It came months sooner than we’d been led to believe by the attorney we worked with and did not involve the interview with Immigration he’d said would happen in August or September and which I had been dreading. When Sherod and I were married and had to have our interview to determine the authenticity of our marriage so I could get my resident visa, I started weeping as soon as I stepped into that INS office in Atlanta and had a hard time stopping. The powerlessness even privileged people like I experience in those offices can be pretty brutal. At any rate, my father and I will not be interviewed, that card is in his hands and all the anxiety of waiting, and making decisions ‘as if’ but not really knowing, is over.

I headed down the road at 6 this morning, on my way to IKEA in Atlanta. This is a real act of love for one who despises the drive, especially since I had to go through Spaghetti Junction in downtown Atlanta. I’ve learned the trick: I close my eyes tight and step on the gas. Works like a dream every time!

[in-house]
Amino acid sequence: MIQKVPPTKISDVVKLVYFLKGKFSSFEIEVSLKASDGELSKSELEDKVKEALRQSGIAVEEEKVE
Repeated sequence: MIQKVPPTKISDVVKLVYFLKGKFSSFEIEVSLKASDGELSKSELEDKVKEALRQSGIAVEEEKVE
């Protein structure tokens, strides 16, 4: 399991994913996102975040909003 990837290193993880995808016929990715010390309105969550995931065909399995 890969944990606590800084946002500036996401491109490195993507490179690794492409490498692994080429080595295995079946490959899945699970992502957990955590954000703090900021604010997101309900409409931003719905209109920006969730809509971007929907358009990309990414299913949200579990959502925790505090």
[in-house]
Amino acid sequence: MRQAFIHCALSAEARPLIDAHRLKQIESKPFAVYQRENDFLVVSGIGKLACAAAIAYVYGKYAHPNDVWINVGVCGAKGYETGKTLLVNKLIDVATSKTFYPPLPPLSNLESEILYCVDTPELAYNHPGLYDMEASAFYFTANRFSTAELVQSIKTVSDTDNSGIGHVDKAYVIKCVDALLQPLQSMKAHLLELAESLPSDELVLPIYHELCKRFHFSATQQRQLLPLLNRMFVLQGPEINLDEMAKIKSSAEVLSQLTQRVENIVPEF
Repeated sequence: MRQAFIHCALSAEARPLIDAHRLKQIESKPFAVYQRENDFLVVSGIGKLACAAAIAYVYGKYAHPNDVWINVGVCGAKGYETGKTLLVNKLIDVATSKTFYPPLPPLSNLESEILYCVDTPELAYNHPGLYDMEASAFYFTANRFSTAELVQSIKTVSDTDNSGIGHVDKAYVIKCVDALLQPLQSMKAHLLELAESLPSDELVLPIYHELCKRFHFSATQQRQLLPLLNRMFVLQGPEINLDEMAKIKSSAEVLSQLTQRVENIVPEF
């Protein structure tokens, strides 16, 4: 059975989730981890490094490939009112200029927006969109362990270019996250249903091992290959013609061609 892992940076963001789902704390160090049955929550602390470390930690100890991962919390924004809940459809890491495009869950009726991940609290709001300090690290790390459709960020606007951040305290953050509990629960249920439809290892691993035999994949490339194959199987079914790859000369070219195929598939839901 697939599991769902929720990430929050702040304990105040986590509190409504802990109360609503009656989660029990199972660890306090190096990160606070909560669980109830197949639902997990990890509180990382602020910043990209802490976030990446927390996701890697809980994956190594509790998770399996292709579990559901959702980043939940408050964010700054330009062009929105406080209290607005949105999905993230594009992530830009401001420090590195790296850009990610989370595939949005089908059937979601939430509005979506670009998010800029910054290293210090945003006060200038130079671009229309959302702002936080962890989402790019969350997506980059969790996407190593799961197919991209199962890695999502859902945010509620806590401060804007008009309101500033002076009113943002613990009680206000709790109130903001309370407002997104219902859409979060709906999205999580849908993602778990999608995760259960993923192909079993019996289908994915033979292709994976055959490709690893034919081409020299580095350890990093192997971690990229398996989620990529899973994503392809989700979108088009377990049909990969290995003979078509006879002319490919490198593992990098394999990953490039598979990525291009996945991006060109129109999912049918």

I had the list of things my dad needed me to buy for him to finish furnishing his little house. I got those and a few more things. Back a few hours later, I helped him assemble everything but the desk I bought for him. Then I came back to the house and found one of my mother’s most favorite tablecloths, a gift she gave me many years ago. I also gathered set of small crystal pieces that graced the coffee table in my parents’ beautiful house in Panama. I added those to a small pair of candle holders I got for Dad at Ikea and brought it all over to give to him, to help him be able to wake up in the morning and have pieces that help him find himself again, hopefully allow him to realize that along with the loss, there are also unbreakable strands, threads, more precious than gold, that will help him knit a meaningful new life for himself here.